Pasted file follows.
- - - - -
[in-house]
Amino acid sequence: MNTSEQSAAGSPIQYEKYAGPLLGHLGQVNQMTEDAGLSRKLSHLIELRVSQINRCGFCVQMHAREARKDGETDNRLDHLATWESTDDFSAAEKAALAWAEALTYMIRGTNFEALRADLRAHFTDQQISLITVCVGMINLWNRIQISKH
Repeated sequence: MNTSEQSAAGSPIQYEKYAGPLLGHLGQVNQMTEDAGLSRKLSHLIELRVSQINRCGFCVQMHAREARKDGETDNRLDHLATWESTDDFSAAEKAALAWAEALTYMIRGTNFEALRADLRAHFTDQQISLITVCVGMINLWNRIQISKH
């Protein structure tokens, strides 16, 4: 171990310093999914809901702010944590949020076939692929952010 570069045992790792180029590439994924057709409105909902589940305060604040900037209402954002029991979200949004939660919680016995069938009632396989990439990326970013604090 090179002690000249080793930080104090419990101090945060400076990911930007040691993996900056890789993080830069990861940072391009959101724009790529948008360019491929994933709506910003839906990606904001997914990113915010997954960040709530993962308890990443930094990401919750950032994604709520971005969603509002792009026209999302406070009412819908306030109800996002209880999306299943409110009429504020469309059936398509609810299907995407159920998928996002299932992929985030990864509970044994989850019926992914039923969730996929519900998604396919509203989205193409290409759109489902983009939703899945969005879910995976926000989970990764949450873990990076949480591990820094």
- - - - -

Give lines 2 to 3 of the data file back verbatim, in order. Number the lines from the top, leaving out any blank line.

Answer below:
Amino acid sequence: MNTSEQSAAGSPIQYEKYAGPLLGHLGQVNQMTEDAGLSRKLSHLIELRVSQINRCGFCVQMHAREARKDGETDNRLDHLATWESTDDFSAAEKAALAWAEALTYMIRGTNFEALRADLRAHFTDQQISLITVCVGMINLWNRIQISKH
Repeated sequence: MNTSEQSAAGSPIQYEKYAGPLLGHLGQVNQMTEDAGLSRKLSHLIELRVSQINRCGFCVQMHAREARKDGETDNRLDHLATWESTDDFSAAEKAALAWAEALTYMIRGTNFEALRADLRAHFTDQQISLITVCVGMINLWNRIQISKH